There are twelve wires that run from your cellar to your roof. Unfortunately on their journey they could be randomly mixed up, so you can't tell which cellar wire-end corresponds to which roof wire-end. You have a battery and a light bulb, and you can temporarily twist wires together. You can also travel from the cellar to the roof and back again any number of times. Thus you can construct circuits and test the wires at either end in order to deduce what is going on. But it’s a long way to the roof. So, starting at the bottom, what is the minimum number of journeys you have to make, in order to work out exactly which wire-end in the cellar corresponds with which wire-end on the roof?

Hugo you are right, it would short the battery out, so my revised version is below. Your combination solution though the cascading circuit testing is a more elegant adaption of my solution. Therefor I think that it will be what the author will be looking for, congratulations. The only thing I had trouble with is the last paragraph where you say to use h to identify g, you would of already identified g when you found h because they still twisted together in the cellar. Instead of connecting h to the terminal you would connect g to find f, on finding f you would automatically find e(original cellar pairing) and so on. I think this is what you meant. Both solutions acheive the objective in one trip but yours is more elegant.

Connect 2 wires to the negative terminal calling this group n. Connect 3 wires to the positive terminal calling this group p. Leave the remaining 7 wires disconnected but in 2 separate groups of 3 and 4 , with the 3 grouping twisted together and the other 4 group remaining separated calling these groups x and y groups respectively.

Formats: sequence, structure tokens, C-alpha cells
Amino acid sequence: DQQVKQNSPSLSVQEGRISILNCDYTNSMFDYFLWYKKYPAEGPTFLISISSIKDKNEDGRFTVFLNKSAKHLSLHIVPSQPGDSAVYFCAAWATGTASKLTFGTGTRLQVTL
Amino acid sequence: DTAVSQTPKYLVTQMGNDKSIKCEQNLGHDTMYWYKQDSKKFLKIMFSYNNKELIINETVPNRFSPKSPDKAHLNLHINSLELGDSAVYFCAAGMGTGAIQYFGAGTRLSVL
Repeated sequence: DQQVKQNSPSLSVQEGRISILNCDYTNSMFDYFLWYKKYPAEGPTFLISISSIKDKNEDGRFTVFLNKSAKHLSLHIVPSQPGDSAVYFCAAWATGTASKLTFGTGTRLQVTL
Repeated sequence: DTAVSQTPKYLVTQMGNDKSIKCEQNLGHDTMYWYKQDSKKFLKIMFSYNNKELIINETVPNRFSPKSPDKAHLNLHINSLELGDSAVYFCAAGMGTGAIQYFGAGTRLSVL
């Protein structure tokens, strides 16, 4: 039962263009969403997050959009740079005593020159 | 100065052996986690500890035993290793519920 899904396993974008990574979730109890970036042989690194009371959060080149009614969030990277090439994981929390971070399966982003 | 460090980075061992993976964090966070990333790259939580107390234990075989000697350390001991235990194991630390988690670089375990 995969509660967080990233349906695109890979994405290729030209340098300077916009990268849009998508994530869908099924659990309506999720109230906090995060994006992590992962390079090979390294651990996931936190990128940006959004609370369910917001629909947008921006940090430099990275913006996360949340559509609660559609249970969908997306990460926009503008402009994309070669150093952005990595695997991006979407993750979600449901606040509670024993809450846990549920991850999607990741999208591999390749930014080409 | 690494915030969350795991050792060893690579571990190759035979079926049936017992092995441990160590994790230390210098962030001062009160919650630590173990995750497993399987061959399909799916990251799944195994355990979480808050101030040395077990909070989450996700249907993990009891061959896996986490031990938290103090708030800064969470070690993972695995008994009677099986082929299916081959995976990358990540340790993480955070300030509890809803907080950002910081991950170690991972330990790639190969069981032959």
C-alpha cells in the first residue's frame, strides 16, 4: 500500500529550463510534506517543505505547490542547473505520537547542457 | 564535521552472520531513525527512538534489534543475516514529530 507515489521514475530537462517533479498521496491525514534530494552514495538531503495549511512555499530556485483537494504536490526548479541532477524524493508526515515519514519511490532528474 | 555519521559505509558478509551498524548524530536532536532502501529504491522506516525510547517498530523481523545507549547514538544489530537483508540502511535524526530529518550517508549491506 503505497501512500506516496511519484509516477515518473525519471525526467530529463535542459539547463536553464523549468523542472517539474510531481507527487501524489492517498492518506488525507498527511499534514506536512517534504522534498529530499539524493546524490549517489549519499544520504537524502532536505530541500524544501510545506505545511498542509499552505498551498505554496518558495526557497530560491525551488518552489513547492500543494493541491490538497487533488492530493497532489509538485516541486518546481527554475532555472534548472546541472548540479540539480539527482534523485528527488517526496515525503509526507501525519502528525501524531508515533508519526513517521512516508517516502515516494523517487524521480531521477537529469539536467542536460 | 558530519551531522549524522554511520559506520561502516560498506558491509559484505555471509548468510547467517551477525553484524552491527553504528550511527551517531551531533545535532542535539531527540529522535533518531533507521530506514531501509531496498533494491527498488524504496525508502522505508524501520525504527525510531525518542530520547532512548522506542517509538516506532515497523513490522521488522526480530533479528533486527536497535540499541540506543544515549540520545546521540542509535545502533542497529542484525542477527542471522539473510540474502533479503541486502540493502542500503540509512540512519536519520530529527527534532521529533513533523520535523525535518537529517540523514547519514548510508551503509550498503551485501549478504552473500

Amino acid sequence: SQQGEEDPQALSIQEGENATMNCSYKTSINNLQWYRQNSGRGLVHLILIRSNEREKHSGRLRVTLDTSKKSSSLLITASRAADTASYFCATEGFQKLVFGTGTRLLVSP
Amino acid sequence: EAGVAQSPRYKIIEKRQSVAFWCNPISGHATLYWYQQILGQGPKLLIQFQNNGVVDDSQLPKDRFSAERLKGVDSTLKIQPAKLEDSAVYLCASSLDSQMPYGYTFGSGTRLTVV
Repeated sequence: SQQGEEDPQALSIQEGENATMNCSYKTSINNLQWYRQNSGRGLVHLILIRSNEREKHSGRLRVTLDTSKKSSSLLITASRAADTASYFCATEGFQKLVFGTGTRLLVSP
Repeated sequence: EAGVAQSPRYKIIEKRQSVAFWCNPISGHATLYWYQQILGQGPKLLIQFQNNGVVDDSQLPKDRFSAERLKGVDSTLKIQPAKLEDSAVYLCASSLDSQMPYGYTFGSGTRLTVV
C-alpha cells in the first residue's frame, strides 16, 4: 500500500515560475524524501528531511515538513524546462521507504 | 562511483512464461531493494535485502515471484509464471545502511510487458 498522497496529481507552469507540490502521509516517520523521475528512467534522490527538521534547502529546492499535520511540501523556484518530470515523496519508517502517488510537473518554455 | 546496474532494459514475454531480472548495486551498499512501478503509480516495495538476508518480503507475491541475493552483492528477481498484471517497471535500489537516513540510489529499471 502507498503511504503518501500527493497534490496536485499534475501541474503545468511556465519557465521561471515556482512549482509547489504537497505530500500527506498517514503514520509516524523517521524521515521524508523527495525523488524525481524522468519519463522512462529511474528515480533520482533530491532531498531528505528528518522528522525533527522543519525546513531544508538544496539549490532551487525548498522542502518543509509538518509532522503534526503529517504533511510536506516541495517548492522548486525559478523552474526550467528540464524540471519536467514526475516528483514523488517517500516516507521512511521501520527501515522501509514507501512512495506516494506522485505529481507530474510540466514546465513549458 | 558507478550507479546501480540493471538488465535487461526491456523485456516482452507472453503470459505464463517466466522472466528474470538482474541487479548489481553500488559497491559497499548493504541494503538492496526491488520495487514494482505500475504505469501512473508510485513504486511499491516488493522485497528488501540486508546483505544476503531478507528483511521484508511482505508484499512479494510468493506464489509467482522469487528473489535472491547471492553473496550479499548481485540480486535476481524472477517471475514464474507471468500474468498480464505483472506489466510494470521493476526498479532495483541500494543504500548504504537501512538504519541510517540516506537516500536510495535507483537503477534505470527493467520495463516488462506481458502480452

go to roof

Upon circuit testing 3 groups emerge they being the n and p groups diffiencated by their differing numbers and a third group of 7 being a combination of the x and y groups in the cellar. The way to separate these 7 wires into their repective groups is to connect one of 7 wires to an n group wire and another to a p group wire, thus accessing the battery terminals below. Now if the two wires selected from the 7 group are twisted togerther in the cellar then you will have made a circuit and you can test this with the light globe. If its a circuit then you know it belongs to the x group or alternativly the y group. By now you will have separated all wires into their groups that correlate with the groups below. Now label them n1,n2,p1,p2,p3,p4,x1,x2,x3,y1,y2 and y3 with the first letter in each name representing the group they belong to. Now twist one wire from one group with a wire from another group to make up 5 pairs with the proviso that any 2 groups can share only 1 wire, the remaining 2 wires leave separate. There would be more than one way to acheive this, but this is mine.......(n1,y1)(p1,x1)(p2,y2)(x2,y3)(x3,n2) with y4 and p3 on their own.

go to cellar(one trip)

Now having written down all the pairing combinations you can circuit test to find and label all the wire ends that correspond to the wire ends in the roof eg: To find the third pairing(p2,y2) you would circuit test p group with y group until you found a live circuit and this would be unique because you only allowed any two groups to have only one wire in common. The ones that are on their own you would find last being that they would be the only ones left in their respective groups.

so my answer is one trip.